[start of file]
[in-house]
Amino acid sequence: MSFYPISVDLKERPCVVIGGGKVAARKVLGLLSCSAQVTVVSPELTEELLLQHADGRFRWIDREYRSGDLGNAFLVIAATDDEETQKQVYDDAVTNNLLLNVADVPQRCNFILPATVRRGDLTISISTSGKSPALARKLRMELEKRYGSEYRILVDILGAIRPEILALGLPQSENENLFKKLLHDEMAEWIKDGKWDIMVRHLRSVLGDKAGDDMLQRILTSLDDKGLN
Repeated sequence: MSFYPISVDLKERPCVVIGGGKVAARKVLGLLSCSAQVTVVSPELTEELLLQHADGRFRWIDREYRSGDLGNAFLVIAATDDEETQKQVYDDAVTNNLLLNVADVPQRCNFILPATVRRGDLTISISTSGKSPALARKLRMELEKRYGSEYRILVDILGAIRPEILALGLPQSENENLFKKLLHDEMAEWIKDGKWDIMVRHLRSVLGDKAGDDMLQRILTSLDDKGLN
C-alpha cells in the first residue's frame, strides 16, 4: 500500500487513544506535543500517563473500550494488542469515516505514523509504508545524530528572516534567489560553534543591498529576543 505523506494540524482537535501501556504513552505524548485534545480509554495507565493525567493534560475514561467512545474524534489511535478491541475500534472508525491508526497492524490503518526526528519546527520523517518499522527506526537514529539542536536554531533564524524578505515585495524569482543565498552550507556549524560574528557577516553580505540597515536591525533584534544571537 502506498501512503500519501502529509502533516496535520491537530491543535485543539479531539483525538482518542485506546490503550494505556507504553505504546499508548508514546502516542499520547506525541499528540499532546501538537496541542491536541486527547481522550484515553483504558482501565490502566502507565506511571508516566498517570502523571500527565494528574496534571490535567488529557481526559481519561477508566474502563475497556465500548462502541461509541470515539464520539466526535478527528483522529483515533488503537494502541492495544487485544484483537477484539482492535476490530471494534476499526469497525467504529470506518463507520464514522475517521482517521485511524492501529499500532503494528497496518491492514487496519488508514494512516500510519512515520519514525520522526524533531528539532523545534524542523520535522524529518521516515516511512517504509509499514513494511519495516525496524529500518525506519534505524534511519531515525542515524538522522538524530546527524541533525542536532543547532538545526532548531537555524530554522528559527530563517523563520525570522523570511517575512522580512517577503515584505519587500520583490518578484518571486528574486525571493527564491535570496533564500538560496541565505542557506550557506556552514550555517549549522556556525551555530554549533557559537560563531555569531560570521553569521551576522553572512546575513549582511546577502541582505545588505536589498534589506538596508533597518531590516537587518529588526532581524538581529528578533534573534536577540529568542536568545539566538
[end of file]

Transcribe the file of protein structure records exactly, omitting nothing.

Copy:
[in-house]
Amino acid sequence: MSFYPISVDLKERPCVVIGGGKVAARKVLGLLSCSAQVTVVSPELTEELLLQHADGRFRWIDREYRSGDLGNAFLVIAATDDEETQKQVYDDAVTNNLLLNVADVPQRCNFILPATVRRGDLTISISTSGKSPALARKLRMELEKRYGSEYRILVDILGAIRPEILALGLPQSENENLFKKLLHDEMAEWIKDGKWDIMVRHLRSVLGDKAGDDMLQRILTSLDDKGLN
Repeated sequence: MSFYPISVDLKERPCVVIGGGKVAARKVLGLLSCSAQVTVVSPELTEELLLQHADGRFRWIDREYRSGDLGNAFLVIAATDDEETQKQVYDDAVTNNLLLNVADVPQRCNFILPATVRRGDLTISISTSGKSPALARKLRMELEKRYGSEYRILVDILGAIRPEILALGLPQSENENLFKKLLHDEMAEWIKDGKWDIMVRHLRSVLGDKAGDDMLQRILTSLDDKGLN
C-alpha cells in the first residue's frame, strides 16, 4: 500500500487513544506535543500517563473500550494488542469515516505514523509504508545524530528572516534567489560553534543591498529576543 505523506494540524482537535501501556504513552505524548485534545480509554495507565493525567493534560475514561467512545474524534489511535478491541475500534472508525491508526497492524490503518526526528519546527520523517518499522527506526537514529539542536536554531533564524524578505515585495524569482543565498552550507556549524560574528557577516553580505540597515536591525533584534544571537 502506498501512503500519501502529509502533516496535520491537530491543535485543539479531539483525538482518542485506546490503550494505556507504553505504546499508548508514546502516542499520547506525541499528540499532546501538537496541542491536541486527547481522550484515553483504558482501565490502566502507565506511571508516566498517570502523571500527565494528574496534571490535567488529557481526559481519561477508566474502563475497556465500548462502541461509541470515539464520539466526535478527528483522529483515533488503537494502541492495544487485544484483537477484539482492535476490530471494534476499526469497525467504529470506518463507520464514522475517521482517521485511524492501529499500532503494528497496518491492514487496519488508514494512516500510519512515520519514525520522526524533531528539532523545534524542523520535522524529518521516515516511512517504509509499514513494511519495516525496524529500518525506519534505524534511519531515525542515524538522522538524530546527524541533525542536532543547532538545526532548531537555524530554522528559527530563517523563520525570522523570511517575512522580512517577503515584505519587500520583490518578484518571486528574486525571493527564491535570496533564500538560496541565505542557506550557506556552514550555517549549522556556525551555530554549533557559537560563531555569531560570521553569521551576522553572512546575513549582511546577502541582505545588505536589498534589506538596508533597518531590516537587518529588526532581524538581529528578533534573534536577540529568542536568545539566538